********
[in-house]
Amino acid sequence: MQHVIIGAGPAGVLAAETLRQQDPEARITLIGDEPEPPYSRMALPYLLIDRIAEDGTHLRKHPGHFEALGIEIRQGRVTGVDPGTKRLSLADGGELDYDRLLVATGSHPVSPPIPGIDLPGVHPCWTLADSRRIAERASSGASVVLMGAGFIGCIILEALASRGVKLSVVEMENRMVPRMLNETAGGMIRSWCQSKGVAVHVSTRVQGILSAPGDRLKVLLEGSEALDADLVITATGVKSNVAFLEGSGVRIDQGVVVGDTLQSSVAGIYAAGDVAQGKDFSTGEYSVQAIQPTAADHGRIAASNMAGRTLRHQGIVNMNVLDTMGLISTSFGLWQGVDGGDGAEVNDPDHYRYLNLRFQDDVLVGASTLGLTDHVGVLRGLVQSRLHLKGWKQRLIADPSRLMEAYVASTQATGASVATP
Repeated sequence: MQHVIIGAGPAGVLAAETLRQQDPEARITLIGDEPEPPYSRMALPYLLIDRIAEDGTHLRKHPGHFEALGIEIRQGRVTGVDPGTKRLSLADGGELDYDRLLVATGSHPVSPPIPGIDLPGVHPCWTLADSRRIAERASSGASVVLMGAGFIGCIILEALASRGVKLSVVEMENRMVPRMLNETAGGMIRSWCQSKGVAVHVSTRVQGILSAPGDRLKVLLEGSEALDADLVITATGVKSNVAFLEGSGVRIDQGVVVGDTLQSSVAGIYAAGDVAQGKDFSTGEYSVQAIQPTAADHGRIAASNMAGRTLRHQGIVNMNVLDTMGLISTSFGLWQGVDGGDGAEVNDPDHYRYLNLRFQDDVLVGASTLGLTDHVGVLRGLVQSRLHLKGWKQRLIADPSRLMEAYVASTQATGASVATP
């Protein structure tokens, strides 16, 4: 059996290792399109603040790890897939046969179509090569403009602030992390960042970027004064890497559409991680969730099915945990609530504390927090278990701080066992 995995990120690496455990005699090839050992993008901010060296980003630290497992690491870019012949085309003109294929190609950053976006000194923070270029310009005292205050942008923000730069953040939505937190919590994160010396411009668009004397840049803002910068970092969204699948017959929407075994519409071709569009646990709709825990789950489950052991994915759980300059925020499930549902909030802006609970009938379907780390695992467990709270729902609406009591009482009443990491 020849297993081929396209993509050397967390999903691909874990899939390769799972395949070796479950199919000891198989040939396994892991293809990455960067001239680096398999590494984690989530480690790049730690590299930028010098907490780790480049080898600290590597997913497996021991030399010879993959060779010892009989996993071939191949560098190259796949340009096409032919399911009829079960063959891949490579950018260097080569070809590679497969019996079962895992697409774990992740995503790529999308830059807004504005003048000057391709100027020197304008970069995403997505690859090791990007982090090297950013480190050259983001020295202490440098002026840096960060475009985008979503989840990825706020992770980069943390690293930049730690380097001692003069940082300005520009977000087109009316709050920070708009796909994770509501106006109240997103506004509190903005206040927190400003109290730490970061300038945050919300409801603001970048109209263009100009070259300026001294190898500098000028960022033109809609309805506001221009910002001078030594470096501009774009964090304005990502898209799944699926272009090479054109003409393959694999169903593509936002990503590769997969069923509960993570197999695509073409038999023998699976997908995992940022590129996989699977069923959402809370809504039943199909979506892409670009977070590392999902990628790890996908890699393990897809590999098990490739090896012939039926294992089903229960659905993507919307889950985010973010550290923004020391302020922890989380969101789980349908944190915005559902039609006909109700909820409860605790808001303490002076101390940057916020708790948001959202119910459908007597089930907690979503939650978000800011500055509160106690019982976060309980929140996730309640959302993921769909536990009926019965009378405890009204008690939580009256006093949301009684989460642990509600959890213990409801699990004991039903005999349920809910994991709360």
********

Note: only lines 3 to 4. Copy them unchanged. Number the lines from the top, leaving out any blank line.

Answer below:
Repeated sequence: MQHVIIGAGPAGVLAAETLRQQDPEARITLIGDEPEPPYSRMALPYLLIDRIAEDGTHLRKHPGHFEALGIEIRQGRVTGVDPGTKRLSLADGGELDYDRLLVATGSHPVSPPIPGIDLPGVHPCWTLADSRRIAERASSGASVVLMGAGFIGCIILEALASRGVKLSVVEMENRMVPRMLNETAGGMIRSWCQSKGVAVHVSTRVQGILSAPGDRLKVLLEGSEALDADLVITATGVKSNVAFLEGSGVRIDQGVVVGDTLQSSVAGIYAAGDVAQGKDFSTGEYSVQAIQPTAADHGRIAASNMAGRTLRHQGIVNMNVLDTMGLISTSFGLWQGVDGGDGAEVNDPDHYRYLNLRFQDDVLVGASTLGLTDHVGVLRGLVQSRLHLKGWKQRLIADPSRLMEAYVASTQATGASVATP
């Protein structure tokens, strides 16, 4: 059996290792399109603040790890897939046969179509090569403009602030992390960042970027004064890497559409991680969730099915945990609530504390927090278990701080066992 995995990120690496455990005699090839050992993008901010060296980003630290497992690491870019012949085309003109294929190609950053976006000194923070270029310009005292205050942008923000730069953040939505937190919590994160010396411009668009004397840049803002910068970092969204699948017959929407075994519409071709569009646990709709825990789950489950052991994915759980300059925020499930549902909030802006609970009938379907780390695992467990709270729902609406009591009482009443990491 020849297993081929396209993509050397967390999903691909874990899939390769799972395949070796479950199919000891198989040939396994892991293809990455960067001239680096398999590494984690989530480690790049730690590299930028010098907490780790480049080898600290590597997913497996021991030399010879993959060779010892009989996993071939191949560098190259796949340009096409032919399911009829079960063959891949490579950018260097080569070809590679497969019996079962895992697409774990992740995503790529999308830059807004504005003048000057391709100027020197304008970069995403997505690859090791990007982090090297950013480190050259983001020295202490440098002026840096960060475009985008979503989840990825706020992770980069943390690293930049730690380097001692003069940082300005520009977000087109009316709050920070708009796909994770509501106006109240997103506004509190903005206040927190400003109290730490970061300038945050919300409801603001970048109209263009100009070259300026001294190898500098000028960022033109809609309805506001221009910002001078030594470096501009774009964090304005990502898209799944699926272009090479054109003409393959694999169903593509936002990503590769997969069923509960993570197999695509073409038999023998699976997908995992940022590129996989699977069923959402809370809504039943199909979506892409670009977070590392999902990628790890996908890699393990897809590999098990490739090896012939039926294992089903229960659905993507919307889950985010973010550290923004020391302020922890989380969101789980349908944190915005559902039609006909109700909820409860605790808001303490002076101390940057916020708790948001959202119910459908007597089930907690979503939650978000800011500055509160106690019982976060309980929140996730309640959302993921769909536990009926019965009378405890009204008690939580009256006093949301009684989460642990509600959890213990409801699990004991039903005999349920809910994991709360």